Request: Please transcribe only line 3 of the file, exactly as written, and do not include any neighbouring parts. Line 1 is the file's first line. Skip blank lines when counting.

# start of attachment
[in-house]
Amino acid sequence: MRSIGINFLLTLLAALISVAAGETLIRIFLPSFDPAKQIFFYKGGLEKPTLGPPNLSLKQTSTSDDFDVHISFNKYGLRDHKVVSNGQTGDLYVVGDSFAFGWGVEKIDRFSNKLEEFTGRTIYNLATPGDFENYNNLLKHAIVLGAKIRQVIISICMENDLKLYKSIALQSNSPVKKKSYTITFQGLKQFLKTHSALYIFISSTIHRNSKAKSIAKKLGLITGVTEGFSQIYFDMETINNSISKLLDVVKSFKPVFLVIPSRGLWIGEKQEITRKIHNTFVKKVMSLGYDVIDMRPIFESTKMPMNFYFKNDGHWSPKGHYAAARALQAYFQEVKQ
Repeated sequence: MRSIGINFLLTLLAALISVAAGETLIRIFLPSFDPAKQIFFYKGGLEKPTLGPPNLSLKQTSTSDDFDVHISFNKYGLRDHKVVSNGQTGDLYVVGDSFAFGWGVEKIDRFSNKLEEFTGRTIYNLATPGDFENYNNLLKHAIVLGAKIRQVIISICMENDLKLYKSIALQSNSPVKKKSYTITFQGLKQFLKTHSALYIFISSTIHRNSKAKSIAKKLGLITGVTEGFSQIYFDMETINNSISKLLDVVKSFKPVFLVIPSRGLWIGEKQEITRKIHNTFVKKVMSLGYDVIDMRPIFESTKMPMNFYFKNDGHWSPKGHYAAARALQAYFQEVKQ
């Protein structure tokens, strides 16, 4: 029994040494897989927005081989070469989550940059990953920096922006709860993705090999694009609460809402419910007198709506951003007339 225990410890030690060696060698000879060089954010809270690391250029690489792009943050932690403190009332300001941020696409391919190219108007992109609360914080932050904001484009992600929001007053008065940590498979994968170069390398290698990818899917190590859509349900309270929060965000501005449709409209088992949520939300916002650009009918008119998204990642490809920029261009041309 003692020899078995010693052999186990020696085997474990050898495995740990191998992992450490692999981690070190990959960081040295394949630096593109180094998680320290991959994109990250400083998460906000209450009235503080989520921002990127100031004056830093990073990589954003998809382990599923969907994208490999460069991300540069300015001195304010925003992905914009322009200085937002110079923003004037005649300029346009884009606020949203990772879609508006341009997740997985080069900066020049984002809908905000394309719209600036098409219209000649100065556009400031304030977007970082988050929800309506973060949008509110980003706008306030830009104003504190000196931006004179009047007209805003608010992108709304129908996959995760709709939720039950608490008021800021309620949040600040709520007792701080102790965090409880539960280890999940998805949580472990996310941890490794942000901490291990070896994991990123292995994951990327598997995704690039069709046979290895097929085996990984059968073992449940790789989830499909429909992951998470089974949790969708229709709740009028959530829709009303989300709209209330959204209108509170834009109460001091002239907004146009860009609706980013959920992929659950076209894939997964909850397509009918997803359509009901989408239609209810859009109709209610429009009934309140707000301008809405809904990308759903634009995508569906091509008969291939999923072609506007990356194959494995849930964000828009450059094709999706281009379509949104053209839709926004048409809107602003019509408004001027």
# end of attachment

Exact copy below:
Repeated sequence: MRSIGINFLLTLLAALISVAAGETLIRIFLPSFDPAKQIFFYKGGLEKPTLGPPNLSLKQTSTSDDFDVHISFNKYGLRDHKVVSNGQTGDLYVVGDSFAFGWGVEKIDRFSNKLEEFTGRTIYNLATPGDFENYNNLLKHAIVLGAKIRQVIISICMENDLKLYKSIALQSNSPVKKKSYTITFQGLKQFLKTHSALYIFISSTIHRNSKAKSIAKKLGLITGVTEGFSQIYFDMETINNSISKLLDVVKSFKPVFLVIPSRGLWIGEKQEITRKIHNTFVKKVMSLGYDVIDMRPIFESTKMPMNFYFKNDGHWSPKGHYAAARALQAYFQEVKQ